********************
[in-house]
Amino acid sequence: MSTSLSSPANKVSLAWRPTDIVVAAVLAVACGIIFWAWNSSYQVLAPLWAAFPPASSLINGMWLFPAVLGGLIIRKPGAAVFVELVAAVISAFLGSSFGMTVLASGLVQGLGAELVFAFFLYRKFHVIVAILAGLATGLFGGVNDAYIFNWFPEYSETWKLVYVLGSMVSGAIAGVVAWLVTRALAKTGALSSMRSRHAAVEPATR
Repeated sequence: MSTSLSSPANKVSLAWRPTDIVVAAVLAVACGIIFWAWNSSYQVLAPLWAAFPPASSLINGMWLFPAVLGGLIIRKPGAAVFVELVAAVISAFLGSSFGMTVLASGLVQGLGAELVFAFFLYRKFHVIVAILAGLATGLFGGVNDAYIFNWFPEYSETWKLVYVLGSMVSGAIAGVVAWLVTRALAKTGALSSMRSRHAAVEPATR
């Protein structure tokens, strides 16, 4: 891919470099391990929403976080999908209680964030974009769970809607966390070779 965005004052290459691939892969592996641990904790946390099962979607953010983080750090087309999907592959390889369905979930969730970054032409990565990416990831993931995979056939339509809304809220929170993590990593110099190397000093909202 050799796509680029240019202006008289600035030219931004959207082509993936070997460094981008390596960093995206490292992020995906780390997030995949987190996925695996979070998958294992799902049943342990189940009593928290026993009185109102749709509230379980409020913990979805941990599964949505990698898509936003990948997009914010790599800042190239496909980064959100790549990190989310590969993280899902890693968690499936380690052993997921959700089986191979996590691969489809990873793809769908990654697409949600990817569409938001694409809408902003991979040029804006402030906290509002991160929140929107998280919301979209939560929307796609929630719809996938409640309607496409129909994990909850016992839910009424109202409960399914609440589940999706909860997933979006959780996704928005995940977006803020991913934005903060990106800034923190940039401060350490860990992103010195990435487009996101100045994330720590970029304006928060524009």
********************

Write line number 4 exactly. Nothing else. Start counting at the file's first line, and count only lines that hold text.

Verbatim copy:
């Protein structure tokens, strides 16, 4: 891919470099391990929403976080999908209680964030974009769970809607966390070779 965005004052290459691939892969592996641990904790946390099962979607953010983080750090087309999907592959390889369905979930969730970054032409990565990416990831993931995979056939339509809304809220929170993590990593110099190397000093909202 050799796509680029240019202006008289600035030219931004959207082509993936070997460094981008390596960093995206490292992020995906780390997030995949987190996925695996979070998958294992799902049943342990189940009593928290026993009185109102749709509230379980409020913990979805941990599964949505990698898509936003990948997009914010790599800042190239496909980064959100790549990190989310590969993280899902890693968690499936380690052993997921959700089986191979996590691969489809990873793809769908990654697409949600990817569409938001694409809408902003991979040029804006402030906290509002991160929140929107998280919301979209939560929307796609929630719809996938409640309607496409129909994990909850016992839910009424109202409960399914609440589940999706909860997933979006959780996704928005995940977006803020991913934005903060990106800034923190940039401060350490860990992103010195990435487009996101100045994330720590970029304006928060524009």